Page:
I realise that present-day requirements for pharmacy education may be very different from those in my day at the end of the Second World War and in the 1950s, but, having read comments on the General Pharmaceutical Council’s proposal to integrate practical placements throughout a five-year pharmacy degree, I think some general principles might apply.
I took a three-year indentured apprenticeship in a branch of Boots, followed by ‘Part 1’, involving biology, chemistry and physics, and then ‘Part 2’, which included pharmaceutical chemistry, pharmacognosy, forensic studies and physiology.
Boots ran a correspondence course that alternated theory and practical work, but I did very little actual work in the dispensary; consequently, I was very behind with hands-on abilities. In 1948, I started national service in the Royal Army Medical Corps and, although I failed my finals, I was given training in hospital to become a sergeant dispenser with the same standing as a qualified pharmacist.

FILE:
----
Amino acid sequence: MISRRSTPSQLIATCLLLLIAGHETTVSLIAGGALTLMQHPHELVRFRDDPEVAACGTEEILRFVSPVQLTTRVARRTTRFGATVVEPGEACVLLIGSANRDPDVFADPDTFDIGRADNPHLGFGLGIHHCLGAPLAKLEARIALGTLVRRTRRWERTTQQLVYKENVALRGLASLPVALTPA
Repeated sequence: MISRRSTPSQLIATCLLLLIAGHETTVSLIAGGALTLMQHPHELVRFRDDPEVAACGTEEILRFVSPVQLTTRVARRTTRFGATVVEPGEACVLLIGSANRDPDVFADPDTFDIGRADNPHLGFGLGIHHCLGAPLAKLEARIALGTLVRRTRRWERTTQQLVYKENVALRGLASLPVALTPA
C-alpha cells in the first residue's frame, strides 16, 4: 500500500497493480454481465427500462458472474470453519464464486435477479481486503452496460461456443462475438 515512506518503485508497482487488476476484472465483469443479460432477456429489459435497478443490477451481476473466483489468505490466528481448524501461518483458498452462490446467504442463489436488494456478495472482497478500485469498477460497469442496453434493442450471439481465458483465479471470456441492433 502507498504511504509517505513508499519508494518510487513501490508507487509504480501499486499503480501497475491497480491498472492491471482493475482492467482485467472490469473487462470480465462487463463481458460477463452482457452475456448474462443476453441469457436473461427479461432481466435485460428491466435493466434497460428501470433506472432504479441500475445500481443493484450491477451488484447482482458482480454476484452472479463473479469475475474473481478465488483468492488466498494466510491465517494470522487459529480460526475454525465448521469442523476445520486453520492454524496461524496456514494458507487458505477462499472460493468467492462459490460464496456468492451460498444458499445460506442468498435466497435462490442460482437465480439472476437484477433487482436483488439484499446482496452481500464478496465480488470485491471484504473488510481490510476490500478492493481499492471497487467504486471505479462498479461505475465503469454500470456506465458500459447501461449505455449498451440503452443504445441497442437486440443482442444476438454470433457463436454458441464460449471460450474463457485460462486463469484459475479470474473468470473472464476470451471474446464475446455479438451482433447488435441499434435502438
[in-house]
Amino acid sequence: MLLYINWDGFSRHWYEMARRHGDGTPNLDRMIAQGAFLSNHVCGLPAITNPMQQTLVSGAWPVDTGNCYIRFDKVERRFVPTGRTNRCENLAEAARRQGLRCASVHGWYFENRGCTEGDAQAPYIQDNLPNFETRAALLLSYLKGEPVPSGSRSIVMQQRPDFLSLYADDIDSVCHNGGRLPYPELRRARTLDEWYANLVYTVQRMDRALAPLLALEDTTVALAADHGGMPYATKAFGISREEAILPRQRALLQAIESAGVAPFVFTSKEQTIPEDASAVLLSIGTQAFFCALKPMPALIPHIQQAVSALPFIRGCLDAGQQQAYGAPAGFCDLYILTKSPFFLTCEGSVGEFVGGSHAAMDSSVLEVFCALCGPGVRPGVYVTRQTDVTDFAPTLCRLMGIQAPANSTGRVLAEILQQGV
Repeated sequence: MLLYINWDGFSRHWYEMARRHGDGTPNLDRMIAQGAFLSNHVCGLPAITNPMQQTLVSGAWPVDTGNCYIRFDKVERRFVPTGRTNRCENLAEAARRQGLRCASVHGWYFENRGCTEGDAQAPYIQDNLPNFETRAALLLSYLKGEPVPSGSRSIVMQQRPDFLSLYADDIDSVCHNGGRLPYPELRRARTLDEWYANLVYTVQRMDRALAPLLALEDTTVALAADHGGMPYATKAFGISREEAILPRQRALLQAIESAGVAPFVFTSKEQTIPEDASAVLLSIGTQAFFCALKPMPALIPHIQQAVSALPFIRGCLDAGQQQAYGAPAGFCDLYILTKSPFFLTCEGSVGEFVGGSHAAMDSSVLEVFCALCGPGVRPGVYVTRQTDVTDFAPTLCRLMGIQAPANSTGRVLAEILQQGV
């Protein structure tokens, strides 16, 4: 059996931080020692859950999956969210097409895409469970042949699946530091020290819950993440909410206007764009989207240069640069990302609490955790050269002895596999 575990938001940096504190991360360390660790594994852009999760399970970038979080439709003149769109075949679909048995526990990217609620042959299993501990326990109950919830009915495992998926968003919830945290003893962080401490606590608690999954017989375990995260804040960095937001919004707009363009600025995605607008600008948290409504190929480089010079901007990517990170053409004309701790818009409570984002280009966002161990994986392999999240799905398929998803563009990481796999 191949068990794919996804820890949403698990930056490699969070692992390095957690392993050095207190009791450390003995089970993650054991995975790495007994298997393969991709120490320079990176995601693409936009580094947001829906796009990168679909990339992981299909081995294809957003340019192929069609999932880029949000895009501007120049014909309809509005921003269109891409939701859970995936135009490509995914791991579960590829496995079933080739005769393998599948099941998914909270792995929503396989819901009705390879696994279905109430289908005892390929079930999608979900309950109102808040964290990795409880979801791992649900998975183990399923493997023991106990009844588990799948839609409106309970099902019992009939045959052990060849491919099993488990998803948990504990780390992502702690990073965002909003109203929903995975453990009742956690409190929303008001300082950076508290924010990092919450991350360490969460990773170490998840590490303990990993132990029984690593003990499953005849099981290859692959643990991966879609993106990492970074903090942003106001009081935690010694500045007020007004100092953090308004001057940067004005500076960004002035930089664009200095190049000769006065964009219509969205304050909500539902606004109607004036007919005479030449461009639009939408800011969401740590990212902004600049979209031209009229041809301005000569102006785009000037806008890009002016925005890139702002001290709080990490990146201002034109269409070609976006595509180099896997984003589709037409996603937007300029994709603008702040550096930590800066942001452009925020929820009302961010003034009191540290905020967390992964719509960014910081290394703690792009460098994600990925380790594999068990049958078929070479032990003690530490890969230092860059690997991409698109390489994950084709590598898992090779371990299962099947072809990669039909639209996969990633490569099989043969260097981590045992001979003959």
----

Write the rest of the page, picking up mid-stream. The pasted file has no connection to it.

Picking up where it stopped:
Having responsibility for running my own dispensary was exactly what I needed and following a return to civilian life, and taking a weekly refresher course for a year, I passed my exams first time.
Of course, requirements differ between hospital, industry and community pharmacy settings, but it seems to me that nothing beats actual practical experience, as my wife, a nurse, says about her training in a ward environment.
RW Selfe, member, Royal Pharmaceutical Society